Cuisines vary from culture to culture, differing between nations and within them. Food is a universal necessity, but the importance of food goes beyond need. Food surpasses sustenance and becomes mental energy evoking emotion. It satisfies the needs of the body, but touches deeper places like the soul and spirit.
Cuisines across the world differ in immense ways, and several students at Harding experience a period of adapting to the table of the American South.
Cloris Huang is an international student from China at Harding.
Huang said that when she thinks of food from home it gives her a sense of warmth. “It’s more like something you’re familiar with,” Huang said. She said emotions felt “become a part of your memory and so when those foods come out, it may not remind you of that memory but it will remind you of that feeling.”
People carry little pieces of home with them everywhere they go. Memories and affection for authentic cultural food is a big piece of who people are.
“Food is actually your story,” Huang said.
She said if one starts to know the food of a place then they start to know the people, their history and background and why they live the way they do. Their food is music to a song that has been sung since the birth of their culture.
Litzy Morales, a Harding student from Guatemala, said that because of the Caribbean influence on the coast of Guatemala where she is from, one of her favorite things is rice and beans with coconut meat mixed in.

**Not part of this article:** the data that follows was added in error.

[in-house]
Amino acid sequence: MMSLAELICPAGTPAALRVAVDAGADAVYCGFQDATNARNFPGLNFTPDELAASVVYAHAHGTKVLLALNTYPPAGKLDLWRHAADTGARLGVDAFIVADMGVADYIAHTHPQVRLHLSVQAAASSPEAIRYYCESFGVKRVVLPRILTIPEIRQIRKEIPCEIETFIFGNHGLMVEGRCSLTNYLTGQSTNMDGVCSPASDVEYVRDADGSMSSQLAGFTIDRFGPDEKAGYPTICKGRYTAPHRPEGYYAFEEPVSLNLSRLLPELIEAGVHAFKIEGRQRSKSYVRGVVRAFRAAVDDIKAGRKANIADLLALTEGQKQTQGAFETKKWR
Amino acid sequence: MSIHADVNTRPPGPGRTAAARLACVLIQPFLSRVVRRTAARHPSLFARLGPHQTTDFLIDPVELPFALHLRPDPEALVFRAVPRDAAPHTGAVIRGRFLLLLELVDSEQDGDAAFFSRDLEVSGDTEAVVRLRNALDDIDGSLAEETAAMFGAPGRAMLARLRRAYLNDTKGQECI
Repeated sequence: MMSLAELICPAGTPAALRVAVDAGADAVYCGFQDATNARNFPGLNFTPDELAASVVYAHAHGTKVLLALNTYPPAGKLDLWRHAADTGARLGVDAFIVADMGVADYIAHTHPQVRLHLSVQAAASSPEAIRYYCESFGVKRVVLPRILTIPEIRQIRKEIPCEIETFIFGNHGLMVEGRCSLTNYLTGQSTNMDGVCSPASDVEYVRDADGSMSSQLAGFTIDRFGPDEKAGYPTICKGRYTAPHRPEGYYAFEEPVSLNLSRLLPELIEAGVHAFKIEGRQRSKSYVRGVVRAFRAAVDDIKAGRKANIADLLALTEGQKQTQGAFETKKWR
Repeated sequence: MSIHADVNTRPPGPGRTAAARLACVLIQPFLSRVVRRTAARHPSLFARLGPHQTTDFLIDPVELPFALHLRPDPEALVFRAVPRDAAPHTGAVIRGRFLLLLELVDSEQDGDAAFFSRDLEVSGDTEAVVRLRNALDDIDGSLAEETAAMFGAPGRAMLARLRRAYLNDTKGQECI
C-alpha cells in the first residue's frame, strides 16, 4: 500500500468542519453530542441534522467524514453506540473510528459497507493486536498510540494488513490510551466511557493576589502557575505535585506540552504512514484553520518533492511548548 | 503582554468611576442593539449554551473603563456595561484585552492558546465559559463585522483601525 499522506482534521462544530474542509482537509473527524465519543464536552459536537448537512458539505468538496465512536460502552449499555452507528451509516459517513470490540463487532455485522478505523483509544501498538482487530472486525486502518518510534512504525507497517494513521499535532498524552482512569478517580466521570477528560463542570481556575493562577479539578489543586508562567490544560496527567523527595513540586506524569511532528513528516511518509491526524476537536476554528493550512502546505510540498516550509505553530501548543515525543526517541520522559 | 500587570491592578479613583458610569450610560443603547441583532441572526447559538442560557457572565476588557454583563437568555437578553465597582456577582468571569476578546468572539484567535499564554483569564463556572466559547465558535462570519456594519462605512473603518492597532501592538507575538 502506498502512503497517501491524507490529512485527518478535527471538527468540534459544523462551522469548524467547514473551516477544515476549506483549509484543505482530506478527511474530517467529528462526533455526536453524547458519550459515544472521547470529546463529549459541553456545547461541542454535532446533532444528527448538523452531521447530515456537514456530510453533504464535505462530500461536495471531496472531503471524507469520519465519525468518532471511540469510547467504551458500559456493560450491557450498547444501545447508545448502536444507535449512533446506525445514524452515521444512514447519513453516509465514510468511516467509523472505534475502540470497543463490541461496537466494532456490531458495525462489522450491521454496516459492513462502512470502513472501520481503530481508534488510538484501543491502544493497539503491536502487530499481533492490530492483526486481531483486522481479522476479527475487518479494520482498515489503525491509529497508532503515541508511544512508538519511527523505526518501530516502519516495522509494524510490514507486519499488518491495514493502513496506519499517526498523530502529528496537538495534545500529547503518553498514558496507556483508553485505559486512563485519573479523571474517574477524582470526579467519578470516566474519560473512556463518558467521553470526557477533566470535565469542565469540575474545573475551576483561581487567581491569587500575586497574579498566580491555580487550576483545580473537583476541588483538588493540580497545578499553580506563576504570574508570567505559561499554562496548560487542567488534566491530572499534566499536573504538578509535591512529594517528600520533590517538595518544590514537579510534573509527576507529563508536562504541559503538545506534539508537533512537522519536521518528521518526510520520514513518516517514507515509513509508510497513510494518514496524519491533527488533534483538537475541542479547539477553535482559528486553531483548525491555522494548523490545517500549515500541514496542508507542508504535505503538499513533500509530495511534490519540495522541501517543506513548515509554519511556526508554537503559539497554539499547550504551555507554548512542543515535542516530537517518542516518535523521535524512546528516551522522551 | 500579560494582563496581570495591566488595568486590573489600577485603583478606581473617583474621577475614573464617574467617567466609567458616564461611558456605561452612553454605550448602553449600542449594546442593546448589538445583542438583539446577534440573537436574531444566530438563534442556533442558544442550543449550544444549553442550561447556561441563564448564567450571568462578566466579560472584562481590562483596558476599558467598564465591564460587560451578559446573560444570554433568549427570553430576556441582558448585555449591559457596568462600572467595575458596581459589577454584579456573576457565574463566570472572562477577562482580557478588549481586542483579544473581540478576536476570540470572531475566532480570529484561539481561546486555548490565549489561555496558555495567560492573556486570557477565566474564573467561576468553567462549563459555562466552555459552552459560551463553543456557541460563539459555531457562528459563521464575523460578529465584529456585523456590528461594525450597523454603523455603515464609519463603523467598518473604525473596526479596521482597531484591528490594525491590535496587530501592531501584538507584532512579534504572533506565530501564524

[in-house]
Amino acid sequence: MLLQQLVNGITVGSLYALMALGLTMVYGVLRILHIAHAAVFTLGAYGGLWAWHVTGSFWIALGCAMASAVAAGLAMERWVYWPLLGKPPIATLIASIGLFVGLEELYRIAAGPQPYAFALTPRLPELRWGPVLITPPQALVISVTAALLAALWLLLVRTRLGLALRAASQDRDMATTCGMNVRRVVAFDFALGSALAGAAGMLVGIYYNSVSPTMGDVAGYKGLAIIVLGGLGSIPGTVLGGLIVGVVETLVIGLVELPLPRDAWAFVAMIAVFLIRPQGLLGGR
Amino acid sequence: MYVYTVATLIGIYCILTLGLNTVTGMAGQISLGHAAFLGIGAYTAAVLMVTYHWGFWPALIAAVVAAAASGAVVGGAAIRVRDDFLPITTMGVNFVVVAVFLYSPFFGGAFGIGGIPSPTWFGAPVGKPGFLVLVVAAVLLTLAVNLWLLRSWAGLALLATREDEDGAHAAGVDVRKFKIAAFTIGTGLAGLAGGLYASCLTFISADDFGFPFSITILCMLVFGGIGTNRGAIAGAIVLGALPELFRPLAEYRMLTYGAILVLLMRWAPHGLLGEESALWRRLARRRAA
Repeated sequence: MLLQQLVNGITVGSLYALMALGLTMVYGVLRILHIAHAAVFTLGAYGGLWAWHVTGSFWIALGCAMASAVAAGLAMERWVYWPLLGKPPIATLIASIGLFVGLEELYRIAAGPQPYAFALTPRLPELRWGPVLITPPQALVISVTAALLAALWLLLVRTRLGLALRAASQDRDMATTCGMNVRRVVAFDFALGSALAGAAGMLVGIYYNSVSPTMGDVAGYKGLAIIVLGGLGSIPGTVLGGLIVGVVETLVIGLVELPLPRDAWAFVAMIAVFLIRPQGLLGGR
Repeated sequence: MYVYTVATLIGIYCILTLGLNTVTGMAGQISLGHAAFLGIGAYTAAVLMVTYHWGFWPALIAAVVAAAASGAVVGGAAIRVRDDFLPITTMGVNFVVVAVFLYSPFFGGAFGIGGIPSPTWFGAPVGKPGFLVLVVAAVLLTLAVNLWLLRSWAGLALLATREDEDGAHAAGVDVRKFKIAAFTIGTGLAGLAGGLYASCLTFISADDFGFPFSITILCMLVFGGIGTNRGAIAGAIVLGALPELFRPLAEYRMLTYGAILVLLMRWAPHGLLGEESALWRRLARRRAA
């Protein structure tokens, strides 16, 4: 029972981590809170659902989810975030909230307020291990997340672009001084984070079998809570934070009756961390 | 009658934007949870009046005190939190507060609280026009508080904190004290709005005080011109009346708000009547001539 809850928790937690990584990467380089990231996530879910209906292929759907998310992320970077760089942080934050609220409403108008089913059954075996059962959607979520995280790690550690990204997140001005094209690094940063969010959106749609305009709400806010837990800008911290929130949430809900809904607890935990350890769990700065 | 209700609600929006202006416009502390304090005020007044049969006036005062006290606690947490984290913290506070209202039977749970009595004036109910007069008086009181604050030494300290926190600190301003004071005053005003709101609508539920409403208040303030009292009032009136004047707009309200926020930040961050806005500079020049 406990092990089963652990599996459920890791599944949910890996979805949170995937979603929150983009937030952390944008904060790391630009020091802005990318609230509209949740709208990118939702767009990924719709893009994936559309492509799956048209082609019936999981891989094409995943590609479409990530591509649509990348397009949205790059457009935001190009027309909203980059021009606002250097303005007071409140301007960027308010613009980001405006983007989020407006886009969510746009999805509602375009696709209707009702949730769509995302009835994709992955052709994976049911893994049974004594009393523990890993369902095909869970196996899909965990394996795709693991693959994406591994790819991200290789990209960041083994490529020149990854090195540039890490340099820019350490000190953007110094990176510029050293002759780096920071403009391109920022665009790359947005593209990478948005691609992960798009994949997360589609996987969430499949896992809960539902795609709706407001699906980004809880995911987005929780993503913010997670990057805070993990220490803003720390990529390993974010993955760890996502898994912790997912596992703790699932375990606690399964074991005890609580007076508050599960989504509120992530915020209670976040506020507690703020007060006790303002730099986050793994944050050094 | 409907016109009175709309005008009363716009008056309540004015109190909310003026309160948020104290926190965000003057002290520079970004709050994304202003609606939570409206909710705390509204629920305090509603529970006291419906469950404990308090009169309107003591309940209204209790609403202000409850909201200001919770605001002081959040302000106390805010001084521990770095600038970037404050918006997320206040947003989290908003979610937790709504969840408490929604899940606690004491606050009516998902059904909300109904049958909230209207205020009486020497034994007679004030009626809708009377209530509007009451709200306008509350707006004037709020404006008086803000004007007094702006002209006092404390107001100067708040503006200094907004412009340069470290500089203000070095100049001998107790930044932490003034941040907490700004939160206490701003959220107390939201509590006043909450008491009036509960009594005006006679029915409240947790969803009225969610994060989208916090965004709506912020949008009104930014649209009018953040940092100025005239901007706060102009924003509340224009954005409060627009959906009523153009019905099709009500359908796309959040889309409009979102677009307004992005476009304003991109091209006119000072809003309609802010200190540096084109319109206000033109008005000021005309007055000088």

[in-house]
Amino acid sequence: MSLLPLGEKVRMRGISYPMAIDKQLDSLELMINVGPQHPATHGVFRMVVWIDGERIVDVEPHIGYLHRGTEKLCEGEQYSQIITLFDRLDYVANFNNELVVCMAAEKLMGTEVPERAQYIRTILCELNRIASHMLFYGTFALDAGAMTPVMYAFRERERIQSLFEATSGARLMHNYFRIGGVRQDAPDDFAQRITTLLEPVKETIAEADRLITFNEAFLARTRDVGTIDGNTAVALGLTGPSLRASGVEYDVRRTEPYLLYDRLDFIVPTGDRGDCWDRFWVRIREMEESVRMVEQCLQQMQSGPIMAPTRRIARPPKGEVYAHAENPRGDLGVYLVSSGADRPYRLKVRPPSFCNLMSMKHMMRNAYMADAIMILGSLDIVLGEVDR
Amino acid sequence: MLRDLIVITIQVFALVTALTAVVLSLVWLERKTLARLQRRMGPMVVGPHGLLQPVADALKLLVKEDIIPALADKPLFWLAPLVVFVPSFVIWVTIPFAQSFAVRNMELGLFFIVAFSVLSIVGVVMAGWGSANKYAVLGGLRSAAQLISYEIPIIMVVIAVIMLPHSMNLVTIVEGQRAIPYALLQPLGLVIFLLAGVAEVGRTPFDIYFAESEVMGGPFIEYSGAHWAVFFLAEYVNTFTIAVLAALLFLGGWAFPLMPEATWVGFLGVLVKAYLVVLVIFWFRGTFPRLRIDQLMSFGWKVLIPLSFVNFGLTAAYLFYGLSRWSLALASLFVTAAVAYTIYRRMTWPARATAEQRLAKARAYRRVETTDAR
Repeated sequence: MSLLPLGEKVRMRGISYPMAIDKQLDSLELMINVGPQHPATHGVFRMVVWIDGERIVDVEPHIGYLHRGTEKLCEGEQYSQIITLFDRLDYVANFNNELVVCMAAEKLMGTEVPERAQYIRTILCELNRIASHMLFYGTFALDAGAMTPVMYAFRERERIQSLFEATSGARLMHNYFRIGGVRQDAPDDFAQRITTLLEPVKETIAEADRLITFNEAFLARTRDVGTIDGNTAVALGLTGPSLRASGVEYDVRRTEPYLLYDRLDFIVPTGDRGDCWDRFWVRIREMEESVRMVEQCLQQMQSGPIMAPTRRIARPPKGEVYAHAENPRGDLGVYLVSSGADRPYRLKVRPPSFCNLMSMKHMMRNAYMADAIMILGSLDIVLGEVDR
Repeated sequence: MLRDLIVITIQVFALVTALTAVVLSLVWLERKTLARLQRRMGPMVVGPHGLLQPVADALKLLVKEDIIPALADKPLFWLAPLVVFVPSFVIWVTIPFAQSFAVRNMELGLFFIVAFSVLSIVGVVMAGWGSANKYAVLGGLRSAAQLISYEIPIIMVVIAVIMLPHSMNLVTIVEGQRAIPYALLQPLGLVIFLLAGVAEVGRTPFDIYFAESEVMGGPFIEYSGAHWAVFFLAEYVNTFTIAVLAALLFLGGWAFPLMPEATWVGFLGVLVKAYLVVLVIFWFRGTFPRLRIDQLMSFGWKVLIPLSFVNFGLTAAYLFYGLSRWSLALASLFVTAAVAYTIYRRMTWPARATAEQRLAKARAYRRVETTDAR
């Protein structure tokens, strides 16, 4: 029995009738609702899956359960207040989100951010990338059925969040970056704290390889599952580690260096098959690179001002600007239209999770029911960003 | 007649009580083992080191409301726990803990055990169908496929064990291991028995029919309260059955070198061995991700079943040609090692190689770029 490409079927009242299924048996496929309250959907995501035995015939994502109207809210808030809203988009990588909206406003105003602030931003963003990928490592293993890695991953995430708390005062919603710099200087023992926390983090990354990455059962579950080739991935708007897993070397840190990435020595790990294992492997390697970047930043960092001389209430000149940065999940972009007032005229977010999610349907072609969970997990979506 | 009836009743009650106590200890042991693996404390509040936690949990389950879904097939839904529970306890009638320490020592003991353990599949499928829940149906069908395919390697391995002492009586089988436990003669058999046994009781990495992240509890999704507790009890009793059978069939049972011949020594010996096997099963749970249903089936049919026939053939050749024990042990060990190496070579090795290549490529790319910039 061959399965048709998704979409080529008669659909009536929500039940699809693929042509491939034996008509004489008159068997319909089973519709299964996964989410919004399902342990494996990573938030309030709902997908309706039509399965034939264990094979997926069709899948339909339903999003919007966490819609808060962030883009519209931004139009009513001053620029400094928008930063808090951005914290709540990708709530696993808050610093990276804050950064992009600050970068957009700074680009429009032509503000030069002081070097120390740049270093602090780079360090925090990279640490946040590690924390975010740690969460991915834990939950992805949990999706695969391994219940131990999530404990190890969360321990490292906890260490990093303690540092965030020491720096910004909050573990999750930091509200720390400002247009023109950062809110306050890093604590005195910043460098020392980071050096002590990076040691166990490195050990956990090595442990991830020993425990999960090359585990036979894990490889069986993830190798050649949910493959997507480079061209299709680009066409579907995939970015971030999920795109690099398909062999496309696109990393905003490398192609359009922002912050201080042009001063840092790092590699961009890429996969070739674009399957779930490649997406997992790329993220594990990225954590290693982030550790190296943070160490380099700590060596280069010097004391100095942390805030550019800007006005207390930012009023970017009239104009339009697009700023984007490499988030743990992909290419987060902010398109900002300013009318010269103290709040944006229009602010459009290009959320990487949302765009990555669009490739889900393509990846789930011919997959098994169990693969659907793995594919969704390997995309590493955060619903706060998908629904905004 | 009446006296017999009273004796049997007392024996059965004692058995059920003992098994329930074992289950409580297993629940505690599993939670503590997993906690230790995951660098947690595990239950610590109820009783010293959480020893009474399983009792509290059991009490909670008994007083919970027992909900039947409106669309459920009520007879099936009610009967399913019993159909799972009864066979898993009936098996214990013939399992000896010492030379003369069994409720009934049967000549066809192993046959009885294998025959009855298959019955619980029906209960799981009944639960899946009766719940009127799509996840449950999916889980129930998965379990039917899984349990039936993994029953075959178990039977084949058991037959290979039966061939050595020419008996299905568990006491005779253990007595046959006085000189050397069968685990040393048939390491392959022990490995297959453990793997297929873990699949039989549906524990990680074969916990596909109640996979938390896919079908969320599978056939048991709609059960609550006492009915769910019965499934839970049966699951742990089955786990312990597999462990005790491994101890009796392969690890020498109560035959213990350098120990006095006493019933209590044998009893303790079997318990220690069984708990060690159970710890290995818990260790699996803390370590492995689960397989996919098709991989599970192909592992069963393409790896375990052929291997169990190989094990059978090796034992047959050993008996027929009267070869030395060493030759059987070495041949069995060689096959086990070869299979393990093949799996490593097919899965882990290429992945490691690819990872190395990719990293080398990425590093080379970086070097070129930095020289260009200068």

She said she misses the freshness of the food back home. “I love the more natural. That’s the thing. Things are too processed here.”
Huang said that part of knowing a place is knowing the food. Food answers the why behind a culture—why food is the way it is, and how it developed based on the place.
The longing for home-style foods, cuisine that makes people think of home, is different for everyone. As students from around the world are proud and attached to their cultural cuisine, students across the nation of the United States experience a certain pride that comes with their local cookery as well.
Timothy Milner is a student at Harding from Philadelphia, Pennsylvania.
“Anybody can make a cheesesteak. I just find it very odd that people from other places claim that their’s is a Philly cheesesteak when it’s not,” Milner said. “People from Philly take pride in their Philly cheesesteaks because it’s a native dish.”
He said his love for Philly cheesesteaks, and his adoration stems from his love for his home.
Cultural cuisine is a meaningful presence on the table. It is the gateway to understanding people. Food satisfies the body and opens up avenues for the yearnings of the soul.